AleaSoft, June 16, 2020. Europe began to ease the measures taken to curb the coronavirus after the worst part appears to have passed. Due to this, the demand and the prices of the energy markets started to recover, although without reaching the levels of the same period of 2019. The uncertainty continues as new outbreaks are not ruled out and the economic outlook is very pessimistic. These topics and their impact on the markets and on the project financing will be addressed in a new webinar.
European electricity markets
With the arrival of the coronavirus on the European continent, measures were taken to control its spread, including the closure of schools, shops, borders, the confinement of the population, among others. These measures caused a drop in electricity demand that in some cases reached levels close to those of the beginning of the century. Europe is currently immersed in the process of de‑escalation of these measures thanks to the fact that the virus is being less aggressive, there are less hospital admissions and deaths. Although the electricity demand begins to recover, it is still lower than in the same period of last year. In the summer months, the demand is expected to continue recovering, although taking into account the economic crisis caused by the pandemic, it will not return to last year’s levels.
The heat will not completely eliminate the coronavirus and the cold could reactivate the epidemic and the virulence. The greatest uncertainty is now in September and October when it is possible for outbreaks of the disease to occur due to the arrival of the cold, the opening of schools and universities and the return to the new normality.Variation of electricity demand of 2020 compared to 2019.
Source: AleaSoft using data from TERNA, REE, RTE, ENTSO-E, National Grid, REN and ELIA.
On the other hand, the electricity markets prices started to drop since the last quarter of 2018 due to the drop in gas prices. The collapse in this fuel prices worsened during the COVID‑19 crisis, reaching lows of at least the last eleven years. The of CO2 emission rights prices also fell in this period to values close to €15/t. In this scenario of lower electricity demand and low gas and CO2 prices, the electricity markets prices came to stand below €20/MWh. At the beginning of June they started to recover and most of them are already above €30/MWh. The evolution of the coming months will be conditioned by the effects on the electricity demand and gas and CO2 prices due to the coronacrisis and a possible outbreak of the coronavirus.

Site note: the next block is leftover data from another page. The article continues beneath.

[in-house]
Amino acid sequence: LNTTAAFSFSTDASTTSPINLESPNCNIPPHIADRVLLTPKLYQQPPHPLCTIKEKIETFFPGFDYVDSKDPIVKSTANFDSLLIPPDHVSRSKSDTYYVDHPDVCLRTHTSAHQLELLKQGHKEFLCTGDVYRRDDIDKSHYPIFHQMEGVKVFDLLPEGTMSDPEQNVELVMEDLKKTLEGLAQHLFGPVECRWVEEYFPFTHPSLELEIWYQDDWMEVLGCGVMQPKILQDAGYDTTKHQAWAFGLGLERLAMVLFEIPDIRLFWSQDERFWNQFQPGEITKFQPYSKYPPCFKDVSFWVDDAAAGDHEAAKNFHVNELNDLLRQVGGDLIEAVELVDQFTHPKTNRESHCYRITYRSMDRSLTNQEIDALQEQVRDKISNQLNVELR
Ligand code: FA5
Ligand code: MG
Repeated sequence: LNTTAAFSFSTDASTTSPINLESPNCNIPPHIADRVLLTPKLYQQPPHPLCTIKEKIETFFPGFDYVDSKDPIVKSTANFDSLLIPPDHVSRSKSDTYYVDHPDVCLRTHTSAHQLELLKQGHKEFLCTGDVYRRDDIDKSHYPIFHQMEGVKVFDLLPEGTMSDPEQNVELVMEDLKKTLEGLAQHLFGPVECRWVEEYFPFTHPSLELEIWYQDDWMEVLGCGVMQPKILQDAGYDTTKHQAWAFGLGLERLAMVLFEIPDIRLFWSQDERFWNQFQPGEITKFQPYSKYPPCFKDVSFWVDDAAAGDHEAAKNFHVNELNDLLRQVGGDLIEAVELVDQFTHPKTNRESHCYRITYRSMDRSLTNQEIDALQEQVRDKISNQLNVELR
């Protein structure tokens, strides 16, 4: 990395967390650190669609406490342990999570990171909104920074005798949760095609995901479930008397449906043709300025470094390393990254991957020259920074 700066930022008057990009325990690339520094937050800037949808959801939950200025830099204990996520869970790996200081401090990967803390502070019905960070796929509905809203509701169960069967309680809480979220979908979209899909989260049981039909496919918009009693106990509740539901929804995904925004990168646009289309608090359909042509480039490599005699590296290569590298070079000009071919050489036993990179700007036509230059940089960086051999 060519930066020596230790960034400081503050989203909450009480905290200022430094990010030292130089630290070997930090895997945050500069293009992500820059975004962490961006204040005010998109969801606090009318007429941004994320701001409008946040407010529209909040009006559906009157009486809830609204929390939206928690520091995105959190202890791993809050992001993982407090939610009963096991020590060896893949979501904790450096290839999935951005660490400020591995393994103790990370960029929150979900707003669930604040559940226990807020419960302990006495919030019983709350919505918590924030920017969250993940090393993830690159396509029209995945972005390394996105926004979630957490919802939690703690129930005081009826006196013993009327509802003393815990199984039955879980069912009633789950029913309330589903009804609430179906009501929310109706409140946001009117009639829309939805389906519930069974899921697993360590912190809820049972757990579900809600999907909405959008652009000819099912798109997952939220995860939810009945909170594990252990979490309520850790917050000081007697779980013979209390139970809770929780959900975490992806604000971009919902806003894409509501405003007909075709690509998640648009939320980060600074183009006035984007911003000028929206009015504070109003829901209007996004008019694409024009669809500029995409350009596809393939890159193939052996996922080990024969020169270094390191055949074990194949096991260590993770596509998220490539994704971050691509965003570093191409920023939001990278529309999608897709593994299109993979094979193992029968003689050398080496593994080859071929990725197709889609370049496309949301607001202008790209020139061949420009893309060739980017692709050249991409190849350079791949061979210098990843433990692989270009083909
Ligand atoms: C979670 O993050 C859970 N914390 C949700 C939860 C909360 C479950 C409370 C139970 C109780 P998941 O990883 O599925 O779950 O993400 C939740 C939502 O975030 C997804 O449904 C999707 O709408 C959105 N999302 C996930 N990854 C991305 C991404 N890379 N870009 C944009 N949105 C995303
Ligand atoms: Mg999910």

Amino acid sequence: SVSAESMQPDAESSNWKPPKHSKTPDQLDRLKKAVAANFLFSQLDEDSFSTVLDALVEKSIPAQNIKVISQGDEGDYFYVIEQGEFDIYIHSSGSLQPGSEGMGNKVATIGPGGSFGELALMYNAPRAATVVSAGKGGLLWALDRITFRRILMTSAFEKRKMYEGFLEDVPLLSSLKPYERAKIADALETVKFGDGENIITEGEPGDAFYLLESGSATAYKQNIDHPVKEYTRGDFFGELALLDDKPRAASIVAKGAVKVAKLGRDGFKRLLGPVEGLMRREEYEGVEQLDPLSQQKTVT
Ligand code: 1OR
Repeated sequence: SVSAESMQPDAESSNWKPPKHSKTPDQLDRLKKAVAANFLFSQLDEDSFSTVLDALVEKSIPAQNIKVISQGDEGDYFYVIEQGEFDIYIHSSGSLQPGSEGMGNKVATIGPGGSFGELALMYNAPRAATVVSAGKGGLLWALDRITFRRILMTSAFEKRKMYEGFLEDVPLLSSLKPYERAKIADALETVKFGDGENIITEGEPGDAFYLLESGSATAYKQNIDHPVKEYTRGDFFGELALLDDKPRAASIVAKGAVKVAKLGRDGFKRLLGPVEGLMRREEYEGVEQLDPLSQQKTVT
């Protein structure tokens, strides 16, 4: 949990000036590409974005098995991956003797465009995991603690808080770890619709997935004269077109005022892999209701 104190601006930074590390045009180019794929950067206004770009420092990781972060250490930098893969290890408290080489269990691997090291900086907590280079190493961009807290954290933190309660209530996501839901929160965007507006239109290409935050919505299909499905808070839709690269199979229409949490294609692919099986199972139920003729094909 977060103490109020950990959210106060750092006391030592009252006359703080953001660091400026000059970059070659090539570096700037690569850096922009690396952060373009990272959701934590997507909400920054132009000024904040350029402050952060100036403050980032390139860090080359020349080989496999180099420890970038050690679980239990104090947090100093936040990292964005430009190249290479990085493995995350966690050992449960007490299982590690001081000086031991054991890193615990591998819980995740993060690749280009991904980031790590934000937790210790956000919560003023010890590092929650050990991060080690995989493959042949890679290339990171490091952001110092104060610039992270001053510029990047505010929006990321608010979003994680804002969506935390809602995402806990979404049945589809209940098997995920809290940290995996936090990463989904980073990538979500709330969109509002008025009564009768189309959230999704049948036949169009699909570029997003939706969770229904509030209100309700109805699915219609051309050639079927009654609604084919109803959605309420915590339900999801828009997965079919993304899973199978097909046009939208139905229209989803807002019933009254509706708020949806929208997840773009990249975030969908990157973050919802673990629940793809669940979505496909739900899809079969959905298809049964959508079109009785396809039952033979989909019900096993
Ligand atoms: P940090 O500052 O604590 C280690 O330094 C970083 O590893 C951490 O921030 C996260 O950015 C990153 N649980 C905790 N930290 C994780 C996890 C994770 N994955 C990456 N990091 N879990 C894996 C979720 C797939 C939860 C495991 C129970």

The economic perspectives for 2020 corresponding to the OECD report of June outline a scenario of falls in GDP of over 7% across Europe, and that, in the event of a second outbreak of the epidemic, they are above 9%. The forecasting for Spain is the most pessimistic, going from ‑11.1%, if a second outbreak does not occur, to ‑14.4%, if it occurred. In this same environment is the forecasting of the Bank of Spain, which predicts a drop of 9% if there are no outbreaks, and up to 15.1% in the event that there were.
Since the coronavirus crisis began, a series of webinars to analyse the evolution of the energy markets during this period was carried out at AleaSoft. In these webinars, the issue of the financing of renewable energy projects in this context of so much uncertainty was also discussed. Taking into account the changing nature of the situation, on June 25 the third part of the webinar “Influence of coronavirus on electricity demand and the European electricity markets (III)” will be held. The speakers on this occasion will be Pablo Otín, CEO and co‑founder, at Powertis, Miguel Ángel Amores, Manager of Renewable Energy, at Triodos Bank and Oriol Saltó, Manager of Data Analysis and Modelling at AleaSoft.
Source: AleaSoft Energy Forecasting.